Thursday, October 16, 2008


The quarrel between the St. Louis Brown Stocking and the St. Louis Sportsmen's Park and Club Association is at present monopolizing the attention of the fraternity. For this reason the past week was an unusually exiting and eventful one. When the trouble commenced each and every member of the Brown Stocking team pledged himself to be governed by the action of the club's officers. During the week, however, influences were brought to bear that led to the secession of a minority of the players, and the result has been the formation of two clubs, both of which will play this afternoon. The "reorganized" Browns will meet the Buckeyes of Cincinnati, at the Grand Avenue Park, while the original Browns will entertain the Atlantics of Brooklyn, at their grounds on Compton avenue. Mr. McHenry has placed his spacious park in superb condition, and the Browns have been practicing industriously all week, so that they may show the public that they are prepared to play as brilliantly as of old. They propose to retain the patronage of the public by doing even better work than that which earned such unprecedented attendance in the past. On Saturday and Sunday next the famous Eclipse Club, of Louisville, will visit the Browns, and that team will be followed by other professional organizations. In the interim those interesting tilts between the Browns and Reds that are pleasantly remembered by all who witnessed them will be resumed.
-St. Louis Globe-Democrat, October 9, 1881

My initial reaction to this article is to view the whole thing as a schism between the Spink brothers and the St. Louis Baseball Association on one side and Chris Von der Ahe and the Sportsmen's Park and Club Association on the other-the old Brown Stockings versus the new Brown Stockings-that resulted in Von der Ahe buying out the St. Louis Baseball Association at the end of the season. But certainly a little more information would be helpful.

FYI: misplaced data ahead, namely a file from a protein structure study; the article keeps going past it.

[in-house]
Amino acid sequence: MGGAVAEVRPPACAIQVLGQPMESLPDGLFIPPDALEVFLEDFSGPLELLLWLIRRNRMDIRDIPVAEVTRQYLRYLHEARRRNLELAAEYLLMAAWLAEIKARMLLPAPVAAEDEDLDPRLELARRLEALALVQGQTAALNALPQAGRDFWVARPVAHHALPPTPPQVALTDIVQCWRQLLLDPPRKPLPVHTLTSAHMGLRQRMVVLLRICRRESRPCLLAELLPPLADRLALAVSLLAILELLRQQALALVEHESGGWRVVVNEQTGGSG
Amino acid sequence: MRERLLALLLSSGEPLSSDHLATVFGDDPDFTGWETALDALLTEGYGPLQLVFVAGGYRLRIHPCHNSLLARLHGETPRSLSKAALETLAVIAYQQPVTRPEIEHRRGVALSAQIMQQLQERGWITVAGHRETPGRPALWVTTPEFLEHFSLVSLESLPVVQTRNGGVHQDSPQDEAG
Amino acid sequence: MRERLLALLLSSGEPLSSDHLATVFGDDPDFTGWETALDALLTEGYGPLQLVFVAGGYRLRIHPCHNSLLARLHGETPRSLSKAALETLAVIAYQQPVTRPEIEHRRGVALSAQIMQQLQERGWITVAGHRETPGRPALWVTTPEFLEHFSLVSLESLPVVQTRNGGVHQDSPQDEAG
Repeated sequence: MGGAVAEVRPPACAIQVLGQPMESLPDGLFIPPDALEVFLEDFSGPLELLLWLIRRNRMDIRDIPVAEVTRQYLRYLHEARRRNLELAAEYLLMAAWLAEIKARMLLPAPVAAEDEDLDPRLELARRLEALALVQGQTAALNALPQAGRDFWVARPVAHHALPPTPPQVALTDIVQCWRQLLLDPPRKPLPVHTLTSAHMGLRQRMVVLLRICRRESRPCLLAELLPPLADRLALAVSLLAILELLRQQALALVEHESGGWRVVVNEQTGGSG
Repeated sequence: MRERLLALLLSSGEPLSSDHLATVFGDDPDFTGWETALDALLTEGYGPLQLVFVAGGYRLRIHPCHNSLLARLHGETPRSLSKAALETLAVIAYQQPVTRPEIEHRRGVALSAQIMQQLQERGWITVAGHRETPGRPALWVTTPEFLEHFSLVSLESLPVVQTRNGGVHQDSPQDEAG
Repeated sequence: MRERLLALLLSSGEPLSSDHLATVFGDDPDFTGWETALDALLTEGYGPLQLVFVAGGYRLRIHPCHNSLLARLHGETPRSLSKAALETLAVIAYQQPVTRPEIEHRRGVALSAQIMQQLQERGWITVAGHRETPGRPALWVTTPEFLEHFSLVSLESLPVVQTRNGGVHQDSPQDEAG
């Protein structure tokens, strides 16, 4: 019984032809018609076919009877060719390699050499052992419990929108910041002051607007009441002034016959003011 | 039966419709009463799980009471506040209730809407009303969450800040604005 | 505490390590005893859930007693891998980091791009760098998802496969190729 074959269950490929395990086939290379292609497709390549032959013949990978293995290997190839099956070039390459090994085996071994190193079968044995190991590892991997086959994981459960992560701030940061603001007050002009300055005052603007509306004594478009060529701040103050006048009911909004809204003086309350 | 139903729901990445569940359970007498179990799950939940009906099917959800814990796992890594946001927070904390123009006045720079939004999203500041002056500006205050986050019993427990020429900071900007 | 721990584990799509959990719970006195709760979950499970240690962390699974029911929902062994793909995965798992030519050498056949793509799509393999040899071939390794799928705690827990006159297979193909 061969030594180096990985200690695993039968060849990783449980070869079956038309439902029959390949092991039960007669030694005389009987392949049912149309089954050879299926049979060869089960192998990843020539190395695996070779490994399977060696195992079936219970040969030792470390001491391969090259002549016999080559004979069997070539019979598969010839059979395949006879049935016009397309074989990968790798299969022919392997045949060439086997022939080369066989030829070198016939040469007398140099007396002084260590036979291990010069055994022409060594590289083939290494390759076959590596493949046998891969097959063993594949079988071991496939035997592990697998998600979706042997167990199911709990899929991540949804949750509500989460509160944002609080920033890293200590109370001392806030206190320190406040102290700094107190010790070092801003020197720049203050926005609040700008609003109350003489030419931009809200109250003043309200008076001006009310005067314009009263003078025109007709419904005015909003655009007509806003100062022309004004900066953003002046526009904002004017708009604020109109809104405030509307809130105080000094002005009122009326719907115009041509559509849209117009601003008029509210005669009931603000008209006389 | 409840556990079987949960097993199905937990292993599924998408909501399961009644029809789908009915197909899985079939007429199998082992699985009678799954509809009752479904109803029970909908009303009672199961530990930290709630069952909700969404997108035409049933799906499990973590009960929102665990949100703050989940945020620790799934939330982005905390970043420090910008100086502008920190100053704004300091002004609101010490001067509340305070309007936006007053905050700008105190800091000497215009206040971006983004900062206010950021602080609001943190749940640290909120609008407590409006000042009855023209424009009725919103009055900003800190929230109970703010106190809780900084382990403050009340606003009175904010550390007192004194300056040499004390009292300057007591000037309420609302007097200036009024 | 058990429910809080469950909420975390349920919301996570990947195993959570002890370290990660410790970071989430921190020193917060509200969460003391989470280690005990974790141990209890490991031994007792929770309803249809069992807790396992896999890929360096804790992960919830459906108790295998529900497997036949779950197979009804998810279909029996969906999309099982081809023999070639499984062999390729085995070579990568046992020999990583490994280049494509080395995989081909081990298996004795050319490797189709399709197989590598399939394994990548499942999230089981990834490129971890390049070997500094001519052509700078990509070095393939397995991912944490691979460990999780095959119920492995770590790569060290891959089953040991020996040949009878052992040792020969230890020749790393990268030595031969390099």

Richard Hershberger said...

This is interesting. That game with the Atlantics of Brooklyn is largely unremarked nowadays, but of historical importance. The Atlantics tour was the first of an eastern non-League going west in several years. It was another sign of the end of the dark years, and I interpret it as a direct precursor to the creation of the AA. I didn't know that there was any controversy on the St. Louis side of things. I would be interested to learn more.

Jeff Kittel said...

The piece had me scratching my head for a bit and I wasn't sure exactly what to make of it. But when you combine this with the information from the previous post about the fallout between Solari and VdA, it paints a picture of VdA seizing control of the Brown Stockings and trying to get his house in order in advance of the formation of the AA.

The problem is that the organization and management of the club is a bit murky in 1881. You have the St. Louis Base Ball Club Association which essentially was the baseball club itself as well as the Sportsman's Park and Club Association which controlled the lease on the ballpark and also had a financial interest in the team. At the end of the 1881 season, VdA basically buys out the other investors in the Sportsman's Park Association. What exactly happens to the St. Louis Base Ball Club Association is unknown but I think basically they were forced out as VdA seized control of not just the ballpark but the Brown Stockings as well.

Interestingly, in the late 1890's as VdA is fighting off bankruptcy, he was making the argument that the club and park were separate entities and that the club was controlled by the St. Louis Base Ball Club Association rather than the Sportsman's Park Association. So VdA may have kept the club association alive while forcing out the Spink brothers and Solari.

Ned Cuthbert, who also was involved with the club association prior to VdA, appears to have sided with VdA in all of this.